Xerxes led his armies to the strait at Hellespont, known today as the Dardanelles. They placed two pontoon bridges across the strait, but a storm swiftly destroyed them. Dismayed by this ill omen, Xerxes beheaded the engineers and ordered the sea to receive three hundred lashes for its insolence. Once they reconstructed the bridges, it took seven days for the entire army to cross the strait.

Xerxes and the Invasion of Greece: Difficult Victories

In 480 BCE, the Persians narrowly won a naval victory at Artemisia while the land forces headed toward Thermopylae to fight one of history’s most famous battles. A few thousand Greeks, with 300 Spartan Hoplites at the vanguard, met the Persians at a mountain pass that was barely 50 feet wide. The narrowness of the battlefield nullified the numbers of the Persian army, and the Spartans further blockaded the pass with the Persian dead.

For two days, the Spartans held the Persians at bay, even prevailing against the Persian elite forces known as the Immortals. However, on the third day, a Greek traitor named Ephialtes (means “nightmare” in Greek) showed the Persians an alternate route through the pass, allowing them to attack from the rear. Sensing defeat, the Spartan general Leonidas dismissed the other Greek forces, and he and the Spartans stayed to defend the pass until none of them were left alive.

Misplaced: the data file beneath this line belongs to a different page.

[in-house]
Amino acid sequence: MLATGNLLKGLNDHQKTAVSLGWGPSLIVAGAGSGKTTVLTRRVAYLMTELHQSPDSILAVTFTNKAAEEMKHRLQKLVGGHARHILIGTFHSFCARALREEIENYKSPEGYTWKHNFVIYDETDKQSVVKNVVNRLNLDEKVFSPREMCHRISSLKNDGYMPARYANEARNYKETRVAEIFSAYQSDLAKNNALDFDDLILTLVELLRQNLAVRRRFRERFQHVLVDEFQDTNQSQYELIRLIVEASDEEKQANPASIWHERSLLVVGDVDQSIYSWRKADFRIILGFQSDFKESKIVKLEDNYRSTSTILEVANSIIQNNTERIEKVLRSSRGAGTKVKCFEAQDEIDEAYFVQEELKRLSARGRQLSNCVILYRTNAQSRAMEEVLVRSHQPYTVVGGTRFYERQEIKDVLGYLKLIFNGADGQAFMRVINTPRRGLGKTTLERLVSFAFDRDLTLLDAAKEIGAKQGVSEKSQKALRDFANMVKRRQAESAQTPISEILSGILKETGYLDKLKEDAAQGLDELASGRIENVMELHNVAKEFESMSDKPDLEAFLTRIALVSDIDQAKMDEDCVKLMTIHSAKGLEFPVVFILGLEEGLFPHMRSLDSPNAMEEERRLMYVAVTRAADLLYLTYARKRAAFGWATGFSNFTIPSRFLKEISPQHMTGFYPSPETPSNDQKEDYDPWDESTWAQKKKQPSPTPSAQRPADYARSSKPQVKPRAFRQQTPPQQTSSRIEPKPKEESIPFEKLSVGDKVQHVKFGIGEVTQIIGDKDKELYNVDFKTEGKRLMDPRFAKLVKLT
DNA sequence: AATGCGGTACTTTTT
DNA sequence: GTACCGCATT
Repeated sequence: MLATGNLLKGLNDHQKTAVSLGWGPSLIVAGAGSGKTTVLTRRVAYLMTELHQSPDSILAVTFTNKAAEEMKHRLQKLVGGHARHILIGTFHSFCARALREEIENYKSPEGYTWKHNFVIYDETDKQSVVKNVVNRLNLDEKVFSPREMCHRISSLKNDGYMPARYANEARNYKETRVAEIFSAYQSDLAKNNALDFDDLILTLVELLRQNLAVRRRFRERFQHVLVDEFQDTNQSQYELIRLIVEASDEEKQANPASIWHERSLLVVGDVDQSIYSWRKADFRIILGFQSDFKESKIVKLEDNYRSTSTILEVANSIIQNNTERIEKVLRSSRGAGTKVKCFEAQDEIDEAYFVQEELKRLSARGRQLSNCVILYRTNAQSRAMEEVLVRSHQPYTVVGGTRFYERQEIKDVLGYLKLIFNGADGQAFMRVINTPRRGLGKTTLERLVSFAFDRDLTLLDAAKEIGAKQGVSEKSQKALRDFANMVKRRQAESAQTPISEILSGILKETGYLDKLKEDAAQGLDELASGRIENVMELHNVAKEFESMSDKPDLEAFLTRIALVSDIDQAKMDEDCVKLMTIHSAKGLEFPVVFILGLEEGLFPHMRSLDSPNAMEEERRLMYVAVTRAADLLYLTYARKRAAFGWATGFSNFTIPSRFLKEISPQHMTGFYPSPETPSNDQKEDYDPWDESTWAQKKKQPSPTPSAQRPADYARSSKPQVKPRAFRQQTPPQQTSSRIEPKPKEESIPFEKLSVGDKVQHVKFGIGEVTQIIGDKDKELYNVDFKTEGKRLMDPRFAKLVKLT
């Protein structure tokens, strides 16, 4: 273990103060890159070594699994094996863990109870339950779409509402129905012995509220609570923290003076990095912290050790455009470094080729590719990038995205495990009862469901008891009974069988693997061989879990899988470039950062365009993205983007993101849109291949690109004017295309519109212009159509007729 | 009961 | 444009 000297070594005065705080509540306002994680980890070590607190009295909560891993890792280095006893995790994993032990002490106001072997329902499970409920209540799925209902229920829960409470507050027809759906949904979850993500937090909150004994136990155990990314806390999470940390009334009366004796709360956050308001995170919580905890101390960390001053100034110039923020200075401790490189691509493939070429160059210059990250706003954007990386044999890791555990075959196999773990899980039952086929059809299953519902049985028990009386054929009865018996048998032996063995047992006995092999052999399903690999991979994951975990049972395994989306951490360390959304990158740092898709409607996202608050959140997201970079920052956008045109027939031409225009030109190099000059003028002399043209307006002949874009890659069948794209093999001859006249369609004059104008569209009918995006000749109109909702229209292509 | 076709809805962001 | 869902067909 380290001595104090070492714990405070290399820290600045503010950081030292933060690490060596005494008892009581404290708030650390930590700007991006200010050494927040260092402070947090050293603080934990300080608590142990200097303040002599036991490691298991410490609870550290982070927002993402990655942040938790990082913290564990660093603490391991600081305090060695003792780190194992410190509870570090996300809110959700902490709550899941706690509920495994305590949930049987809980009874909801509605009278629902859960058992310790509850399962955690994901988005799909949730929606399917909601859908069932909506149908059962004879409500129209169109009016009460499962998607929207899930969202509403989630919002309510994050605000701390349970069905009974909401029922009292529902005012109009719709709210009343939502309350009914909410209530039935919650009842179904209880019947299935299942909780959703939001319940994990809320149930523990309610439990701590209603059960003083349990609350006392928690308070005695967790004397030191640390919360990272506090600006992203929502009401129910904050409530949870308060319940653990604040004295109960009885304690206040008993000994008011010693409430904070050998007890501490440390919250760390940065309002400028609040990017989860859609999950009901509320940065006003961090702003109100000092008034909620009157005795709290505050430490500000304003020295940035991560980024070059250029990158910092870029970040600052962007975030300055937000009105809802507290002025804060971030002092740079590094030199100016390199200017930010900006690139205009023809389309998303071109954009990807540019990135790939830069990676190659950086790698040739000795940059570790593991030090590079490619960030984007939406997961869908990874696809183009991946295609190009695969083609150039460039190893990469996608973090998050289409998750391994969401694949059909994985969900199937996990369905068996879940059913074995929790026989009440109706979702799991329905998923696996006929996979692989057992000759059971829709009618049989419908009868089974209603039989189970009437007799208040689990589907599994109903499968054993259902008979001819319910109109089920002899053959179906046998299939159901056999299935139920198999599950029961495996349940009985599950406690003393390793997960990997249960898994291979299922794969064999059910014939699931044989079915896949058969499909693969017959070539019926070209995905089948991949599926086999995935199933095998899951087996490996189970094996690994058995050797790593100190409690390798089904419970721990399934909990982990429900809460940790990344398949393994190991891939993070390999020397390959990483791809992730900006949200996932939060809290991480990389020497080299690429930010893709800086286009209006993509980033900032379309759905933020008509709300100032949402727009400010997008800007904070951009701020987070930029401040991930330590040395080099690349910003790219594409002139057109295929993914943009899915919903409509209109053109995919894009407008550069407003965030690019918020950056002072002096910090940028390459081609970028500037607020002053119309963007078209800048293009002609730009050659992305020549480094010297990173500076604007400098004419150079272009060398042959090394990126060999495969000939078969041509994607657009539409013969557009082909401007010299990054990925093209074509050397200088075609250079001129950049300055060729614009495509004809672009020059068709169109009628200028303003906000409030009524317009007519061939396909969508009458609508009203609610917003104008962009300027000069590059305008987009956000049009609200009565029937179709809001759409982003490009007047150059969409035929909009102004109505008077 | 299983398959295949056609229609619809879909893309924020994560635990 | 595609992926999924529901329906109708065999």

After Thermopylae, Xerxes and his still massive force continued to Athens. They defeated the city, but the citizens continued to resist. Enraged, Xerxes ordered the entire city burned for their disloyalty.

Xerxes and the Invasion of Greece: Defeat and Dire Straits

Though Xerxes was victorious in initial attacks against Greece, the tide eventually turned, perhaps literally. Their first significant defeat was at the Bay of Salamis, when the Athenian general Themistocles tricked Xerxes into crowding his entire navy into the strait.

Without room to maneuver, the Greek ships pinned them in and crippled the fleet. Xerxes helplessly watched this defeat from the cliffs above the strait.

After the humiliating defeat, Xerxes headed home, leaving part of the force in Mardonius’ command. Mardonius attempted to continue the conquest of Greece, but he died in battle at Plataea on August 7, 479 BCE.

On the same day, the remaining navy lost the Battle of Mycale. Having exhausted their resources, Xerxes and the army suffered hunger and disease as they made their way back, reaching Sardis with only a fraction of the soldiers remaining.